The Research Institute for Tropical Medicine (RITM) has more than half of the country’s coronavirus backlog of tests since it had to scale down its operations again after one of its staff members tested positive for COVID-19 and the breakdown of its machines, the Department of Health said on Wednesday, July 15.
Health Undersecretary Maria Rosario Vergeire made the statement during a virtual press briefing on Wednesday, July 15, when asked asked why RITM accounts for almost half of the country’s coronavirus backlog of 13,457 tests.
“Actually ang RITM nag-scale down ulit noong isang araw. Unang-una nagkaroon ulit ng nag-quarantine na mga tao ang RITM dahil nagkaroon na naman ng positive case sa kanila,” Vergeire said.
(RITM scaled down [operations] the other day. First of all, one of the people at RITM tested positive so they had to quarantine some staff there.)
Vergeire added that RITM had to do contact tracing and isolated some of its laboratory employees who had contact with the case.
Aside from this, Vergeire also cited the increase of specimen submissions and broken machines for the backlog of tests at RITM.
“Pangalawa, mayroon talagang increased submission of specimen sa ngayon dahil alam natin may surge ng cases at nag-expand tayo ng testing protocol. Pangatlo, nasira ‘yung isang machine o dalawang machine nila. Hindi na nila magamit, kailangan pang ayusin,” she said.
(Second, there’s really increased submissions of specimen now because of the surge of cases and we expanded our testing protocol. Third, one or two machines are broken. They can’t use them; they have to be fixed.)
As of Sunday, July 11, the RITM has a backlog of 6,245 tests based on DOH’s weekly situation reports.
The government was able to reduce the backlog in late June to only 3,608 tests, but the number rose again in early July.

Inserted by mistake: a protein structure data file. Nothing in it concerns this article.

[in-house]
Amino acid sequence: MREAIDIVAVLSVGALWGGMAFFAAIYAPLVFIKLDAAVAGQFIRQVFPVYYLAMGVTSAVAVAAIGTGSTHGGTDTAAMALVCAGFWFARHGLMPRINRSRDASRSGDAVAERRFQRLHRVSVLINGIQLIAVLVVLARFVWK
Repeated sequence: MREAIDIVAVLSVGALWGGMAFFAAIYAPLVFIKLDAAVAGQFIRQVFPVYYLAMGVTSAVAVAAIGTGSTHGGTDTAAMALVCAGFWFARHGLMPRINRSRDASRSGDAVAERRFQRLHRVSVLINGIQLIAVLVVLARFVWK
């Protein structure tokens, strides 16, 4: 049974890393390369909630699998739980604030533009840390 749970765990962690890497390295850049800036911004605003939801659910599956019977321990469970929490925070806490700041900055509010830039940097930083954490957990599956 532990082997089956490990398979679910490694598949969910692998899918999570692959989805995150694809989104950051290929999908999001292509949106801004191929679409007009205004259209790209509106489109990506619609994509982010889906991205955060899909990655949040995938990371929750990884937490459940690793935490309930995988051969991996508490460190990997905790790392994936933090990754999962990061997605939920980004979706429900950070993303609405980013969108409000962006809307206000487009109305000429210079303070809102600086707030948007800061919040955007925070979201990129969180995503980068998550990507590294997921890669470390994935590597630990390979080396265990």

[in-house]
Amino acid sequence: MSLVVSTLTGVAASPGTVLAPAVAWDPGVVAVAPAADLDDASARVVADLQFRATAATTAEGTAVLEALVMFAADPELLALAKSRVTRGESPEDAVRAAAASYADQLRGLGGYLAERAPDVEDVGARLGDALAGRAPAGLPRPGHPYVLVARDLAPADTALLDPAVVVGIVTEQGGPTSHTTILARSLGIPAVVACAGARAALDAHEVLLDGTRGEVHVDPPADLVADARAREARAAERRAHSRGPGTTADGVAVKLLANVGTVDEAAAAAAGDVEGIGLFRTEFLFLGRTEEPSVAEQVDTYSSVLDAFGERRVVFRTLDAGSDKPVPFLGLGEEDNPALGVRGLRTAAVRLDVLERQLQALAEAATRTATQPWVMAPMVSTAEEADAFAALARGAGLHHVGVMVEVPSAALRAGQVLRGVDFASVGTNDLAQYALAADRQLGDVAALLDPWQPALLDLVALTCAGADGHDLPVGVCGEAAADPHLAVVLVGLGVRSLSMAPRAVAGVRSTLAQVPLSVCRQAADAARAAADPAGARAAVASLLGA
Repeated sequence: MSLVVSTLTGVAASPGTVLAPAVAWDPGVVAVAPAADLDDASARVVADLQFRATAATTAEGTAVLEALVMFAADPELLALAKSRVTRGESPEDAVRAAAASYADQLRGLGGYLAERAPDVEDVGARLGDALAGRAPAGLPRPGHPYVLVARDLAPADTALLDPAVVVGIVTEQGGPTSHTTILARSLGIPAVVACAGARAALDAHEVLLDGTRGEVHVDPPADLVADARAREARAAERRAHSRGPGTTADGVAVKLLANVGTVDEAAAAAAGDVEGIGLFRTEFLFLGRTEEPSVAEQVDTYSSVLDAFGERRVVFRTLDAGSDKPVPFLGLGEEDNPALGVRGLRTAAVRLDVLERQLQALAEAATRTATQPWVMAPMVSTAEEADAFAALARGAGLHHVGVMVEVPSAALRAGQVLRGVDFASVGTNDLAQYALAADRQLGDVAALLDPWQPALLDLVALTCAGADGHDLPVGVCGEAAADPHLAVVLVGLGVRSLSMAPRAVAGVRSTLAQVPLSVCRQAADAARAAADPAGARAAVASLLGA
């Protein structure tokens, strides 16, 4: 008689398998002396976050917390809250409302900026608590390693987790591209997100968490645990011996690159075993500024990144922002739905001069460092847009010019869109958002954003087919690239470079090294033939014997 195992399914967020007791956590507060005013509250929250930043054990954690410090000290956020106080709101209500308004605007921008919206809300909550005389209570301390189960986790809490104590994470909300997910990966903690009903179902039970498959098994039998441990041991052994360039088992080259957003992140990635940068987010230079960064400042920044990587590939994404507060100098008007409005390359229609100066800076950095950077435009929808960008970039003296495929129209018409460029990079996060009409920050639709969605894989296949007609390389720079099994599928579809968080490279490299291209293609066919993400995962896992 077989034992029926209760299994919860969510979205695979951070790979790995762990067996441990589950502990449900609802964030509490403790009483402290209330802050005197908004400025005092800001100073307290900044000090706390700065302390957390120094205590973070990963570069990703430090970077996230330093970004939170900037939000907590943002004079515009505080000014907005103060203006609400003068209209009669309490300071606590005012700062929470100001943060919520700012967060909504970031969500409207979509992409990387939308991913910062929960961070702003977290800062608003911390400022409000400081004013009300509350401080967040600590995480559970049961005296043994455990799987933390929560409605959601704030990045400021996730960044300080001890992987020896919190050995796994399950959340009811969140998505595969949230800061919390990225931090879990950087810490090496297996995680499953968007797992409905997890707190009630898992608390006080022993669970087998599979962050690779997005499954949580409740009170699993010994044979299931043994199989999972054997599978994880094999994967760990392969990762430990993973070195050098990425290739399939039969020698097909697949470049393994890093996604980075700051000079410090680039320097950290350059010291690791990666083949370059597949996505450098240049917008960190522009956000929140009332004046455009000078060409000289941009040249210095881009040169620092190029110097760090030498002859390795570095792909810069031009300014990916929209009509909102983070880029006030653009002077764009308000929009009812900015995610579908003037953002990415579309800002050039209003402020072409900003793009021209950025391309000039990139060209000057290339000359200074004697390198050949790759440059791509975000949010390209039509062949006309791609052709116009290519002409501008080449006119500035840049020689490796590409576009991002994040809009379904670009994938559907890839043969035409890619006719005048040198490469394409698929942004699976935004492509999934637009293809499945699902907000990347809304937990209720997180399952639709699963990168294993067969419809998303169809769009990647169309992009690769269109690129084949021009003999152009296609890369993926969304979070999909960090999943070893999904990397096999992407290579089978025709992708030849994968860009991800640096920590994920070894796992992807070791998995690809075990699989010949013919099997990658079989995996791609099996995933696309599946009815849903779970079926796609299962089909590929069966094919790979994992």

According to Vergeire, they have already other facilities near RITM to reduce the backlog. She said that the DOH is also coordinating with the Philippine Red Cross if they can process the remaining backlogs.
The RITM earlier scaled down its operations on April 21, after 43 of its employees tested positive for the virus. On April 28, the DOH said that RITM was gradually getting back to its original testing capacity.
RITM Director Celia Carlos said in a statement on Wednesday that RITM “will still be accepting specimens from admitted patients within our testing zone for the 5 days of the laboratory operations scale down.”
She referred to the catchment areas assigned to RITM which include Las Piñas, Makati, Muntinlupa, Parañaque, Pasay, Pateros, and Taguig in Metro Manila; Batangas, Laguna, and Quezon in Calabarzon; and Marinduque, Occidental Mindoro, and Romblon in Mimaropa.
The RITM said it also requested Centers for Health Development in Calabarzon, Mimaropa, and Metro Manila “to arrange outpatient testing referrals to activated COVID-19 laboratories, both public and private real-time PCR and GeneXpert facilities, within their respective regions for the mean time.”
RITM said it “agonized to maintain its testing capacity of 2,000 specimens per day despite enduring a number of infected personnel since June.”
“We wanted to consistently deliver our best despite the mounting challenges, but it was at the expense of our weakening manpower. If our machines can give for long periods of 24/7 high throughput testing, our people can be worn down as well. This scale down also provides us the opportunity to take care of our own,” Carlos said.
RITM said of the 31 staff members wbo tested positive for COVID-19, 10 Ten are symptomatic but stable, while the others aresaid to be on the way to recovery state and are only awaiting the results of their repeat test.
For 10 straight days before July 13, when the country recorded over 800 new coronavirus cases, the DOH had been tallying over 1,000 confirmed coronavirus infections daily.
As of July 13, the country has 85 licensed testing hubs, while its testing capacity hovered around 16,000 to 21,000 last week. This is still below the 30,000 testing capacity that the government targeted to have in May.
The country has so far tested over 1 million individuals out of the government’s total target of two million or 2% of the country’s 110 million population.
On Tuesday, July 14, the Philippines recorded 634 new cases of the disease, bringing the total cases in the country to 57,545, including 1,603 deaths and 20,459 recoveries.
The DOH said the continued increase in cases is a reflection of an expanded testing capacity, but it also cited the easing of quarantine measures as another factor.
University of the Philippines researchers projected the country could reach 60,000 cases by the end of July. – Rappler.com